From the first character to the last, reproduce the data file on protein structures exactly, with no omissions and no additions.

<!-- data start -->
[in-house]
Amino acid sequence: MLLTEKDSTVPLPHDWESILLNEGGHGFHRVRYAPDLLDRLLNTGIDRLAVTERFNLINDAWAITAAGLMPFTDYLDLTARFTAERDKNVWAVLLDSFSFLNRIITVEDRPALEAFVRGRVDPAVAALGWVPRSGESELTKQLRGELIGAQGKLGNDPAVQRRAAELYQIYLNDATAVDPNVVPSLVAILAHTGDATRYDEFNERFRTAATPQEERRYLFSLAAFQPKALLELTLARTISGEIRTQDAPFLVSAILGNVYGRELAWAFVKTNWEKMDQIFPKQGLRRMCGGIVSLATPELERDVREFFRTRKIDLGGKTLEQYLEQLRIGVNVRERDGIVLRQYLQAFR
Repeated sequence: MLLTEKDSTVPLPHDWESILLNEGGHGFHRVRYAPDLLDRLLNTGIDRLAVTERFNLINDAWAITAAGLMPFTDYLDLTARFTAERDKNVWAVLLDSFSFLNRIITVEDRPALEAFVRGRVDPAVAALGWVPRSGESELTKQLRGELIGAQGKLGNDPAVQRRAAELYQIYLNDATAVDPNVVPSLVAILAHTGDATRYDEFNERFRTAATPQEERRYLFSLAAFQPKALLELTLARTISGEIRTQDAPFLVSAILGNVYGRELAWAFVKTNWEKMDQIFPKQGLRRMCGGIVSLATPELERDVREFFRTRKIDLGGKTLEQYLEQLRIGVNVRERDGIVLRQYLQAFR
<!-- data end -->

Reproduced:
[in-house]
Amino acid sequence: MLLTEKDSTVPLPHDWESILLNEGGHGFHRVRYAPDLLDRLLNTGIDRLAVTERFNLINDAWAITAAGLMPFTDYLDLTARFTAERDKNVWAVLLDSFSFLNRIITVEDRPALEAFVRGRVDPAVAALGWVPRSGESELTKQLRGELIGAQGKLGNDPAVQRRAAELYQIYLNDATAVDPNVVPSLVAILAHTGDATRYDEFNERFRTAATPQEERRYLFSLAAFQPKALLELTLARTISGEIRTQDAPFLVSAILGNVYGRELAWAFVKTNWEKMDQIFPKQGLRRMCGGIVSLATPELERDVREFFRTRKIDLGGKTLEQYLEQLRIGVNVRERDGIVLRQYLQAFR
Repeated sequence: MLLTEKDSTVPLPHDWESILLNEGGHGFHRVRYAPDLLDRLLNTGIDRLAVTERFNLINDAWAITAAGLMPFTDYLDLTARFTAERDKNVWAVLLDSFSFLNRIITVEDRPALEAFVRGRVDPAVAALGWVPRSGESELTKQLRGELIGAQGKLGNDPAVQRRAAELYQIYLNDATAVDPNVVPSLVAILAHTGDATRYDEFNERFRTAATPQEERRYLFSLAAFQPKALLELTLARTISGEIRTQDAPFLVSAILGNVYGRELAWAFVKTNWEKMDQIFPKQGLRRMCGGIVSLATPELERDVREFFRTRKIDLGGKTLEQYLEQLRIGVNVRERDGIVLRQYLQAFR